Sir Richard Branson's Virgin Galactic, the self-proclaimed "world's first commercial spaceline," made history again this week. Announcing the successful completion of its second faster-than-sound test flight, VG says its SpaceShipTwo experimental spacecraft, or SS2, has achieved a new top speed record for itself and set a new altitude record for winged commercial aircraft in general.

At approximately 8 a.m. local time Thursday, SS2's mothership -- the WhiteKnight2 carrier vehicle, or WK2, took off from its base at the Mojave Air and Space Port, with SS2 riding piggyback.


WhiteKnightTwo in flight, sans SpaceShipTwo. Source: Wikimedia Commons.


Rising to an altitude of 46,000 feet, WK2 released SS2. At that time, SS2 ignited its rocket boosters and, over the course of a 20-second, Mach 1.43 "burn," lofted itself a further 23,000 feet. Having hit 69,000 feet and broken the altitude record, SS2 then executed what Virgin calls a "feathering" re-entry, flew back to base, and landed safely at 9:25 a.m. Total time elapsed: about 85 minutes.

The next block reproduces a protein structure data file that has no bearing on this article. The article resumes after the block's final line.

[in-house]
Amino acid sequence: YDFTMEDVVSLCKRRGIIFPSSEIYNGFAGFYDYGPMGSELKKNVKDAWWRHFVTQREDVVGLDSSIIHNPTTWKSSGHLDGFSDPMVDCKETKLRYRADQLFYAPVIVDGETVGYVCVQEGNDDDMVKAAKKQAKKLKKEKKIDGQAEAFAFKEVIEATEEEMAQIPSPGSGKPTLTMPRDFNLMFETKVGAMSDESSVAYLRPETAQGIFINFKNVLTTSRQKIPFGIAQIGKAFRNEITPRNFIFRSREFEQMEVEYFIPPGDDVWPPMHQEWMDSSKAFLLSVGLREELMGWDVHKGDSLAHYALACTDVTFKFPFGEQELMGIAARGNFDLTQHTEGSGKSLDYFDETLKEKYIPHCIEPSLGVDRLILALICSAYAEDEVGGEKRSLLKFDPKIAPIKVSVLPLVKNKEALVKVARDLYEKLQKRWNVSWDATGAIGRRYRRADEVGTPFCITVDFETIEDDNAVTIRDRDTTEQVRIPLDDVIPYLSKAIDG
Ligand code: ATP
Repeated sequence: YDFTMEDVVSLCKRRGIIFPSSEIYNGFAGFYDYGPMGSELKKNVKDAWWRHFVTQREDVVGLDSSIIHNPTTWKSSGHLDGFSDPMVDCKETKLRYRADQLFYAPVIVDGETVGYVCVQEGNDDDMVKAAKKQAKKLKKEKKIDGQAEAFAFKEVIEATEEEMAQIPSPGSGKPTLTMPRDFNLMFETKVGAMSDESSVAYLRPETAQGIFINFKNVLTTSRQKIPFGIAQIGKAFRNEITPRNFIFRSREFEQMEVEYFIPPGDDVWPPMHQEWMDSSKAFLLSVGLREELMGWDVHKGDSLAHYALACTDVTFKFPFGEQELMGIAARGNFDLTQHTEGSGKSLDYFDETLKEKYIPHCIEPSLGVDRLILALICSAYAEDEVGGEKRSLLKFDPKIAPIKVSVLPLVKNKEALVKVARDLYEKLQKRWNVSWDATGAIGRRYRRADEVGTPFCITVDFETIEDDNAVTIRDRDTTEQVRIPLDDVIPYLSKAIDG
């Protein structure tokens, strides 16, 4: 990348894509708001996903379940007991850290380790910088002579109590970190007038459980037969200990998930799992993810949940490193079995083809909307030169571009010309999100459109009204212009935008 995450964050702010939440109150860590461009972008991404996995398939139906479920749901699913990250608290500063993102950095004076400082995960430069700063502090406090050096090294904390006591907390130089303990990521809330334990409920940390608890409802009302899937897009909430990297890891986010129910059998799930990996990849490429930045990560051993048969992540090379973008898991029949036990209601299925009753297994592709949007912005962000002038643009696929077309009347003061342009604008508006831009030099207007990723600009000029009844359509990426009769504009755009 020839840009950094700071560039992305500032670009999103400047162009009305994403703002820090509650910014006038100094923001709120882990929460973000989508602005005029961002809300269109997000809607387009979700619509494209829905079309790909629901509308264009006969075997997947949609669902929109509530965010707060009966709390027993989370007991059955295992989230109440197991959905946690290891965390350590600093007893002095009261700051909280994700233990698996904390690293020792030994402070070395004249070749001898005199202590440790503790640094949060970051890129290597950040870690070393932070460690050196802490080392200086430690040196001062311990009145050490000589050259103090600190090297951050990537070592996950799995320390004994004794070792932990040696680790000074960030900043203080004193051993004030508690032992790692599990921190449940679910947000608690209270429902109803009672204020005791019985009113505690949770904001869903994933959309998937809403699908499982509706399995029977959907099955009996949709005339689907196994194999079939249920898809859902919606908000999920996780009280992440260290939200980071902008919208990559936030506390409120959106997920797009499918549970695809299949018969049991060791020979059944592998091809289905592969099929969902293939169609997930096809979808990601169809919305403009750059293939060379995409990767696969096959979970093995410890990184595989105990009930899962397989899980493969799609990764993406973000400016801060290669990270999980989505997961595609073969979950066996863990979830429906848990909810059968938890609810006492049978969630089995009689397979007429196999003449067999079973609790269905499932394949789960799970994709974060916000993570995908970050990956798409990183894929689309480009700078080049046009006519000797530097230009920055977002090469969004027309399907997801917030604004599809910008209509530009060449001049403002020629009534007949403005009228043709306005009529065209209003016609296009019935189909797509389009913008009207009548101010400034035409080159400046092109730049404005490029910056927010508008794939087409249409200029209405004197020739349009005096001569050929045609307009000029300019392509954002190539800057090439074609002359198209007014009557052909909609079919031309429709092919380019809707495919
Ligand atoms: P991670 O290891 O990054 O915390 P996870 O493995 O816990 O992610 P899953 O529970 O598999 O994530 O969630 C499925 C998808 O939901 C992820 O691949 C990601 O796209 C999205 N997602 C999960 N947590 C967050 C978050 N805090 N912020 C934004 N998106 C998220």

Feathering is described as a technique where the spaceship's tail rotates as much as 65 degrees from its original orientation, turning the spaceship into "a giant shuttlecock" and slowing down the spaceship as it re-enters Earth atmosphere. This was the first time the technique was attempted as part of "the vehicle's full technical mission profile."


SpaceShipTwo -- blast-off!. Source: Virgin Galactic.

With this milestone now complete, Branson says the company continues to anticipate "a 2014 start of commercial service" aboard SS2. Both SS2 and its WK2 carrier are built by Virgin Galactic partner and Northrop Grumman subsidiary Scaled Composites of Mojave, Calif. Northrop bought Scaled Composites back in July 2007.

The article Virgin SpaceShipTwo Breaks Altitude Record originally appeared on Fool.com.

Fool contributor Rich Smith has no position in any stocks mentioned. The Motley Fool owns shares of Northrop Grumman. Try any of our Foolish newsletter services free for 30 days. We Fools don't all hold the same opinions, but we all believe that considering a diverse range of insights makes us better investors. The Motley Fool has a disclosure policy.

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